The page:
Adolescents and young adults (AYAs) who have cancer typically fare worse than either pediatric patients or adult patients during and after cancer treatment. They also have inferior psychosocial outcomes, meaning they are more likely to have anxiety and depression, and are less likely to go to college, get married, have jobs or meet other societal milestones.
Pediatric oncologist and Treuman Katz Center for Pediatric Bioethics faculty member Dr. Abby Rosenberg is studying whether it is possible to combat these poor outcomes by teaching AYAs how to be resilient. She is piloting an intervention designed to promote resilience among adolescent and young adult patients with cancer.
Rosenberg began her professional life as a social worker in New York City in the mid 1990s, working with HIV-positive kids and parents. This sparked her interest in medical research. She then worked as a clinical research associate before going to medical school. A rotation in pediatric oncology confirmed her interest in helping children and their parents. “Cancer impacts everything. It affects the patient, the family and the community,” notes Rosenberg.
Over the past several years, Rosenberg has asked individual patients during the first year of their cancer experience how they define resilience, and has explored what makes them more (or less) resilient. Rosenberg is teaching skills that AYAs themselves identify as core components of resilience:
- Stress management
- Goal setting
- Positive reframing (turning a negative focus into a positive)
- Benefit finding (finding new meaning, purpose or benefit from difficult experiences)
Her research team is conducting a pilot study focused on teaching young cancer patients these “four pillars of resilience.”
AYA patients receive four one-on-one sessions over a six-week period, plus accompanying handouts for later reference. Rosenberg and her team hope that AYAs and their families will use what they’ve learned during cancer treatment and apply these skills to empower them in the future.
“Health is determined not only by biomedical processes, but also by patients’ and families’ emotions, behaviors and social relationships,” Rosenberg observes. “Our research focuses on understanding, supporting and even strengthening patient and family coping. We think doing so will ultimately improve their long-term physical, emotional and social well-being.”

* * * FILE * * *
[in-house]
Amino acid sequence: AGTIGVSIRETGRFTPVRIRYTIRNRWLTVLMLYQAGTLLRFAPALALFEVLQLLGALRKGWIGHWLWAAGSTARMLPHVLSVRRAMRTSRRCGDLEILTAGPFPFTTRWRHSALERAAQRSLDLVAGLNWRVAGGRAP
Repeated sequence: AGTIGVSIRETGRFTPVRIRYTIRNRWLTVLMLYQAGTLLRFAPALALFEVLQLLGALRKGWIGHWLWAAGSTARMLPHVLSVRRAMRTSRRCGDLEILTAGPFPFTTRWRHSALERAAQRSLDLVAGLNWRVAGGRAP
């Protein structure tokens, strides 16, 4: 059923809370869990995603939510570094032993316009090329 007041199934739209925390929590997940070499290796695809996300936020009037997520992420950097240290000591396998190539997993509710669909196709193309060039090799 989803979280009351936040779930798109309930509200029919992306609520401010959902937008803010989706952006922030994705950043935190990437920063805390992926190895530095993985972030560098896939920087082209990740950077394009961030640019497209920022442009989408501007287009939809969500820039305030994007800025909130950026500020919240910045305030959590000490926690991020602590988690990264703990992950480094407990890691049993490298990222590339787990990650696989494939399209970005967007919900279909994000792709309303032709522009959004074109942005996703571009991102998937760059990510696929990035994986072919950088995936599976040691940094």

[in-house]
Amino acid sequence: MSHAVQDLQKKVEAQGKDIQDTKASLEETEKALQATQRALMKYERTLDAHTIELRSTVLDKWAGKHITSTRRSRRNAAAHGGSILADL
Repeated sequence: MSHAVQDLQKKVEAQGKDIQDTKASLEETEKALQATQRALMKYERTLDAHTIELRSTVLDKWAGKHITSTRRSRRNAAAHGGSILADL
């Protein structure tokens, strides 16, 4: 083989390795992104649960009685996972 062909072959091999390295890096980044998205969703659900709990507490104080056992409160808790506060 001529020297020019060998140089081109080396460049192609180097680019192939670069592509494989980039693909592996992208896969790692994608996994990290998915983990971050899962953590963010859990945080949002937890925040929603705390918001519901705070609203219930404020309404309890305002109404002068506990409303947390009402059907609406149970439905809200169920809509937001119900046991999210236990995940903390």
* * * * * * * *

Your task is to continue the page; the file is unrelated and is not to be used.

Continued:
This type of training aligns with recent recommendations from national organizations like the Institute of Medicine and the American Society of Clinical Oncology recognizing that there is more to wellness than biomedical treatments and that “whole patient care” should be standardized. In 2011, the Commission on Cancer, established by the American College of Surgeons, mandated screening for distress at all accredited cancer centers. It follows logically that the next step would be developing tools for the patient to deal with this distress.
Rosenberg’s research complements research conducted in other patient populations providing evidence that the four pillars of resilience are universal for patients with chronic disease. The training program is also being piloted for AYAs with diabetes, led by Seattle Children’s investigator Dr. Joyce Yi-Frazier. The two collaborators are identifying nuances that are needed to apply the intervention to different groups. For example, AYAs with diabetes might come to Seattle Children’s less frequently than those with cancer. For them the content of the program is the same, but changes may be needed in terms of where, when and how it is administered.
There are special challenges to working with AYAs – they are at an age when executive function (making decisions, deferring gratification, controlling impulses) is not yet fully developed. Rosenberg, though, has found AYAs to be receptive to this training, as well as to the broader concept of research to support their overall personal development. All the AYAs who have been in the pilot phase of the project have reported favorably. “We designed this to be concrete and doable for patients and families. What we’ve found is that they also think it is a helpful resource,” notes Rosenberg.
“‘Thriving’ demands whole-patient care from the beginning. We want to see these adolescents and young adults thrive during and after cancer treatment.”
- To teach AYAs coping techniques to help them increase their resilience – as defined by each AYA individual
- A randomized-controlled trial to test the program over two years in AYAs with cancer
- Joyce Yi-Frazier, PhD, Seattle Children's
- K. Scott Baker, MD, MS, Seattle Children’s
- Karen Syrjala, PhD, Fred Hutchison Cancer Research Center
- Joanne Wolfe, MD, MPH, Boston Children’s